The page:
The other thing I've mentioned to you a couple of times is to line up a SNF as a backup. I have to say - based on the things you've said in your posts - your frustration and wariness- I pretty much saw this coming. I'm not trying to be a know-it-all smarta**, it's just that I've been there. The Director of the AL where my mom lived called me in for "the talk" before my mom even reached two weeks there. As I often say - assisted living isn't all that assisted. As long as the resident can pay all the fees for the necessary add-on services AND doesn't cause too much trouble things are rosey as h*ll - anything less than that - in my experience - well, they will pull out the old "your loved one needs more care than we can provide" and if your lucky, you get a bit of time to find a new place.

Does it have to be a Memory Care facility? Have you considered a group home setting for your dad? The much smaller environment of a group home - usually four to six residents might make it easier for you father to receive more supervision without making him feel uneasy and/or hostile about it - most likely it would just happen naturally due to the setting. Just a thought...
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I think hospice is a great idea! With him on such high o2, surely he's eligible. Hospice has a much longer list of drugs to keep people happy. Mthr has been on service for about 2 years; although she's taken several turns for the worse, the cancer has not taken her yet. Hospice has a weekly nurse practitioner visit with her and they come to her... They have her meds right for a change.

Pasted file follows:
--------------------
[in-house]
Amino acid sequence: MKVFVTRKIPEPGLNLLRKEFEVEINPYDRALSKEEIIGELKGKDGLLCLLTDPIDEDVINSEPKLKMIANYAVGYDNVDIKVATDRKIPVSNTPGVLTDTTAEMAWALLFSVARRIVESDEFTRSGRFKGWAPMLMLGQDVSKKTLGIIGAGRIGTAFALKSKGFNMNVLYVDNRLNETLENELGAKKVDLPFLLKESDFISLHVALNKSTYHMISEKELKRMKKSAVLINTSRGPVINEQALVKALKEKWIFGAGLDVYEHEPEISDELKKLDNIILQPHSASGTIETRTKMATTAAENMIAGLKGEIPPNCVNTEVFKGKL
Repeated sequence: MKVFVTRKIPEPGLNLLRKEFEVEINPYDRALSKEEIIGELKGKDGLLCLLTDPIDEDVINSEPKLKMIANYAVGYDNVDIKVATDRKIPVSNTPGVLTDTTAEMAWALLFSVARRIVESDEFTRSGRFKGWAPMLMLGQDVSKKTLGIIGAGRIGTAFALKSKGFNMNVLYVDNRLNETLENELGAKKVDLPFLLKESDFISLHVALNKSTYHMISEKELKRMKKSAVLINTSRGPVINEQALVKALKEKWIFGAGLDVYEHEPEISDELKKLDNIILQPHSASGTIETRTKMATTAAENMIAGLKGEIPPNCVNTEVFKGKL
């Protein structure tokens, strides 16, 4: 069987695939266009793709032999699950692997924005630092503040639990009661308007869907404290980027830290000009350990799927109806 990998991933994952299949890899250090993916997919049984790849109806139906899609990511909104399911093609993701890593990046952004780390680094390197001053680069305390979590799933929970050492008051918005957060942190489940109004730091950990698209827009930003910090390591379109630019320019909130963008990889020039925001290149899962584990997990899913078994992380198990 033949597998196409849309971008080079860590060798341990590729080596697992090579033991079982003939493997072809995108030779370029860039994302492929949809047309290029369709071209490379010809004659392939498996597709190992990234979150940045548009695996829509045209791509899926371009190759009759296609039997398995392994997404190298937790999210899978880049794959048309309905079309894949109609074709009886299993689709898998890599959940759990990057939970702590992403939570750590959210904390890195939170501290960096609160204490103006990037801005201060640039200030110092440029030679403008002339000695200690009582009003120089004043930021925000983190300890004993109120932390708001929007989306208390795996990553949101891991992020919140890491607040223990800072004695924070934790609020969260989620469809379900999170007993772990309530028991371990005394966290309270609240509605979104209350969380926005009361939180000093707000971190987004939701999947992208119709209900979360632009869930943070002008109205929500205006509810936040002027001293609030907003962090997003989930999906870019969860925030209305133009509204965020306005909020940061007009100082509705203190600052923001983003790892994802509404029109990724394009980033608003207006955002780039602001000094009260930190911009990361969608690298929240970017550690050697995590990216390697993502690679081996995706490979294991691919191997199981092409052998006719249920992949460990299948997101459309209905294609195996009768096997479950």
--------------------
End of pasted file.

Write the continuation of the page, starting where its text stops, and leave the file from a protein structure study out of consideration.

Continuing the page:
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About the thermostat - I worked in an office where this was an issue and finally the maintenance staff quietly advised me not to worry about it - they disconnected the thermostat, set the temperature to be comfortable for most people - but left the thermostat itself on the wall and let people think they were altering it. They told me they saved themselves a lot of time and trouble that way.
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Hospice and all the medications they provide are covered by Medicare.

Is your dad more apt to take an antidepressant or a drug from hospice than he is to take the seroquel?

Can't the ALF (with out permission) simply keep his room at a comfortable, safe level without asking him?
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The VA psychiatrist won't put him on an antidepressant? Why is that? What is the mechanism to challenge her refusal to properly medicate his anxiety and depression?